20.109(S08):Module 2

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20.109(S08): Laboratory Fundamentals of Biological Engineering

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Module 2

Instructors: Alan Jasanoff and Agi Stachowiak

TA: Victor Lelyveld

In this experiment, you will modify a protein called inverse pericam (developed by Nagai et al.) in order to change its fluorescence properties. Inverse pericam (IPC) comprises a permuted fluorescent protein linked to a calcium sensor. The “inverse” in the name refers to the fact that this protein shines brightly in the absence of calcium, but dimly once calcium is added. The dissociation constant KD of wild-type IPC with respect to calcium is reported to be 0.2 μM (see also figure below). Your goal will be to shift this titration curve by altering the calcium binding affinity of IPC’s calcium sensor portion. You will modify inverse pericam at the gene level using a process called site-directed mutagenesis, express the resultant protein in a bacterial host, and finally purify your mutant protein and assay its calcium-binding activity via fluorescence. In the course of this module, we will consider the benefits and drawbacks of different approaches to protein design, and the types of scientific investigations and applications enabled by fluorescently tagged biological molecules.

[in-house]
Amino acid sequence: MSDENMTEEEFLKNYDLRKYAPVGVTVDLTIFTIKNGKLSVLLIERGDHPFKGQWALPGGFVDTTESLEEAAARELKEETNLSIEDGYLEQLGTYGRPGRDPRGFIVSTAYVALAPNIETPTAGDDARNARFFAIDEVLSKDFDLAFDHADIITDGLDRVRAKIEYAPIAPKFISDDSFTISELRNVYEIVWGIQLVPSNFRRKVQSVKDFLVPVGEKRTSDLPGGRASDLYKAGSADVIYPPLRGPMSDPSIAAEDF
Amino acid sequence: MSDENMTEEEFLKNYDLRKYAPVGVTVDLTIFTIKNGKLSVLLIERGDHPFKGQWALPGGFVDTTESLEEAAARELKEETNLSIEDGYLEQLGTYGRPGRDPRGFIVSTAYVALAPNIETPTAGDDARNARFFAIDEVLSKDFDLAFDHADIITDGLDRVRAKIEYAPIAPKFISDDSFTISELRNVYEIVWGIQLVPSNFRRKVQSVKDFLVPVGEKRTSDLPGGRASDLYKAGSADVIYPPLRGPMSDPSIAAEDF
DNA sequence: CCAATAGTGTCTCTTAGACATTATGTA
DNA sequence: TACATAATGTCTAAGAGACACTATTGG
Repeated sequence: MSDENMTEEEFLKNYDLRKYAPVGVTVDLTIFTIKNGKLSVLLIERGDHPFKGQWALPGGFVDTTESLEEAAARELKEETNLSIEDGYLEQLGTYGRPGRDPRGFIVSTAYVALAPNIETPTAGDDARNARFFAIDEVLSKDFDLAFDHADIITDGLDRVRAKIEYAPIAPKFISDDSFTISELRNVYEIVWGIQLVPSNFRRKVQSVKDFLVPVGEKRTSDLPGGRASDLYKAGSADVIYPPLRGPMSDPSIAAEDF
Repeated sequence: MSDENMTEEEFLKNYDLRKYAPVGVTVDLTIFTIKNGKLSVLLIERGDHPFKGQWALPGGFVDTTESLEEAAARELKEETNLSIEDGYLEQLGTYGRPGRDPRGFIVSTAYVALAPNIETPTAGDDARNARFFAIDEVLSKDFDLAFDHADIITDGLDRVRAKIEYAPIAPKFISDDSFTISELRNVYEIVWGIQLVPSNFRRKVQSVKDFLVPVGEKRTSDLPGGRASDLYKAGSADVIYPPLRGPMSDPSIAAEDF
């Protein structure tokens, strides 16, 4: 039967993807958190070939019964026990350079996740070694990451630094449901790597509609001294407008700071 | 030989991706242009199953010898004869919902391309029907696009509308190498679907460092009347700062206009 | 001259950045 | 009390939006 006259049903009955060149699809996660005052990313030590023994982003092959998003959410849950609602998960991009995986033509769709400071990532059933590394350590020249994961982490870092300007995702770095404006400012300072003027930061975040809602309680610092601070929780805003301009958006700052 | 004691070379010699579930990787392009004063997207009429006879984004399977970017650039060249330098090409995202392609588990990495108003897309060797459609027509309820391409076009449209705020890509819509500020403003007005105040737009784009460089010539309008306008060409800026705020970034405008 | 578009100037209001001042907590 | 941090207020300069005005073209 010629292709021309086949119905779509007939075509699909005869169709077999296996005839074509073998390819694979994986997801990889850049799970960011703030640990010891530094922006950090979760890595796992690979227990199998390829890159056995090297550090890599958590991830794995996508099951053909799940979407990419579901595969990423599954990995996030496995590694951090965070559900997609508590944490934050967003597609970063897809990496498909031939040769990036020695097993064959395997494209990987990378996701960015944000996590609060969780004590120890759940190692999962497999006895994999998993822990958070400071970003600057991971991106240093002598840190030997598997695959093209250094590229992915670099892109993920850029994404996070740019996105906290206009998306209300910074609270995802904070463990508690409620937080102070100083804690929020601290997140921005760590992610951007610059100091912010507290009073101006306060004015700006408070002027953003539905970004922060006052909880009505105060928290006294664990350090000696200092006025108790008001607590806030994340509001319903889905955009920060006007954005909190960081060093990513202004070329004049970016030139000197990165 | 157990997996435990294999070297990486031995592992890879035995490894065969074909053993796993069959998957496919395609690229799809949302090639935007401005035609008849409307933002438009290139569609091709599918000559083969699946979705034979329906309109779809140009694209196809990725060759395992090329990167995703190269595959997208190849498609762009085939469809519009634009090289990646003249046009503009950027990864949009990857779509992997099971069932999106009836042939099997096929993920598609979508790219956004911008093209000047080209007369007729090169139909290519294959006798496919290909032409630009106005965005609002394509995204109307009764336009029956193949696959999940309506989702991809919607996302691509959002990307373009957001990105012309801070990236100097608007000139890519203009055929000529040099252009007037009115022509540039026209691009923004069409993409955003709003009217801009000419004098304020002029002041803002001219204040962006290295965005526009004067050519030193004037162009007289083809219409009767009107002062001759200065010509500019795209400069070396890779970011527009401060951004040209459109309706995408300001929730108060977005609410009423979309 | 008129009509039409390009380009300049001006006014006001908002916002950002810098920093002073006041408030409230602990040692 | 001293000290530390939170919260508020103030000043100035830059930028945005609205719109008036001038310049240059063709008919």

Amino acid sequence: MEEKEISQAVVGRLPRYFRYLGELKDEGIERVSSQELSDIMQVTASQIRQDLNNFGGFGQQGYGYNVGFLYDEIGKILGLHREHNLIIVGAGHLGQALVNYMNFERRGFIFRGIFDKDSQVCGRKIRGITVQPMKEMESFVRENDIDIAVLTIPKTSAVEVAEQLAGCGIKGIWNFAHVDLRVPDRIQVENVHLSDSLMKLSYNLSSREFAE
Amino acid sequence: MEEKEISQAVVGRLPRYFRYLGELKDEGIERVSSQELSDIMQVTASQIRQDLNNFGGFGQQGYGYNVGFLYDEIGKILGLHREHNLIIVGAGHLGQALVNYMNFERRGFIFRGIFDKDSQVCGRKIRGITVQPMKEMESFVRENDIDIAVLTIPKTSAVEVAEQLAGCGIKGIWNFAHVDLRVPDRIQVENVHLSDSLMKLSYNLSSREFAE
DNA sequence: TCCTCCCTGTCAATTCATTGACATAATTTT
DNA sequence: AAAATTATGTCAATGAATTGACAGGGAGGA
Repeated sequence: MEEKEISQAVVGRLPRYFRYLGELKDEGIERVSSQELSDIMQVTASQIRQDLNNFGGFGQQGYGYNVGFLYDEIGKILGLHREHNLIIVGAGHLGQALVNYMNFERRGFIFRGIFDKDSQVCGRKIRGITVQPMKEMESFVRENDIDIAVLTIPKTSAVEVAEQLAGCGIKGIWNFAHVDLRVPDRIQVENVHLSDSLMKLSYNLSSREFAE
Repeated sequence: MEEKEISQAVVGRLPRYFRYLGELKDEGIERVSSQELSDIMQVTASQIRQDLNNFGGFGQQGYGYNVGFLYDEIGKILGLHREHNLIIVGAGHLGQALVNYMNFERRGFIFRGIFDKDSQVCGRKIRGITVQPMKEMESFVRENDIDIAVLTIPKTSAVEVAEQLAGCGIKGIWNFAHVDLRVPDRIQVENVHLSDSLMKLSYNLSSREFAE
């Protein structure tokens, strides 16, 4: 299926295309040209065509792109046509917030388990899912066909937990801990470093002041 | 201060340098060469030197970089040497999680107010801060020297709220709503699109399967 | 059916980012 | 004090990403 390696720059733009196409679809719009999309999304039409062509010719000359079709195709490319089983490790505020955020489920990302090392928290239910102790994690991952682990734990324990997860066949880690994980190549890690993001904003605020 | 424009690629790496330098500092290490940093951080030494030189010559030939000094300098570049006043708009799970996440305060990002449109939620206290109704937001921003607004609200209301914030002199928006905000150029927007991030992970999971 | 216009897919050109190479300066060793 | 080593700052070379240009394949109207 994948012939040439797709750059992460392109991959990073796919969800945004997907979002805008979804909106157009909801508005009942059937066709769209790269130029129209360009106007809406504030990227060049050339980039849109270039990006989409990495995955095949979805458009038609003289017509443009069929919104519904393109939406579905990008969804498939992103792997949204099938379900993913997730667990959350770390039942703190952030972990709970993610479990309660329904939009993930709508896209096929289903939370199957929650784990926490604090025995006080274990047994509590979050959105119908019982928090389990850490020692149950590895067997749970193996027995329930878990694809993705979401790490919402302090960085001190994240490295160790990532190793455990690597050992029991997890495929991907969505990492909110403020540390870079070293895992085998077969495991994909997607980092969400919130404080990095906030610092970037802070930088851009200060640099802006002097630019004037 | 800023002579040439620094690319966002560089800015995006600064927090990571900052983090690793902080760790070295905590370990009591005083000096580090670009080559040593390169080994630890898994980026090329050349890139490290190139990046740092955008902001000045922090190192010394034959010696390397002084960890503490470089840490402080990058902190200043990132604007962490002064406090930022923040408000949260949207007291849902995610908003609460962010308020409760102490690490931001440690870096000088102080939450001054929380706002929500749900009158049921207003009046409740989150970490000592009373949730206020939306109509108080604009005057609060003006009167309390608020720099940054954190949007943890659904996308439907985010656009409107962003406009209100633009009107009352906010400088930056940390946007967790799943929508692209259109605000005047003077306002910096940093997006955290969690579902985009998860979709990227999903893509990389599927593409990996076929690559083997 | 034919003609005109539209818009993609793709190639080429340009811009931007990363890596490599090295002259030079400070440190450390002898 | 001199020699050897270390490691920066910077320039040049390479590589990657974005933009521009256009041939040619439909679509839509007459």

We gratefully acknowledge 20.109 instructor Natalie Kuldell for helpful discussions during the development of this module, as well as for her work in developing a related module last year.

Titration curve for IPC. Shown here is sample data from the teaching lab: normalized fluorescence for wild-type inverse pericam as a function of calcium concentration. As you will later learn, an apparent KD can be estimated from such a plot: it is the point on the x-axis where the curve crosses y = 50%, or ~0.1 μM here.
Titration curve for IPC. Shown here is sample data from the teaching lab: normalized fluorescence for wild-type inverse pericam as a function of calcium concentration. As you will later learn, an apparent KD can be estimated from such a plot: it is the point on the x-axis where the curve crosses y = 50%, or ~0.1 μM here.

Module 2 Day 1: Start-up protein engineering
Module 2 Day 2: Site-directed mutagenesis
Module 2 Day 3: Prepare expression system
Module 2 Day 4: Induce protein expression

Note: week off between day 4 and day 5 of lab.

Module 2 Day 5: Characterize protein expression
Module 2 Day 6: Assay protein behavior
Module 2 Day 7: Data analysis
Module 2 Day 8: Student presentations

TA notes, mod 2
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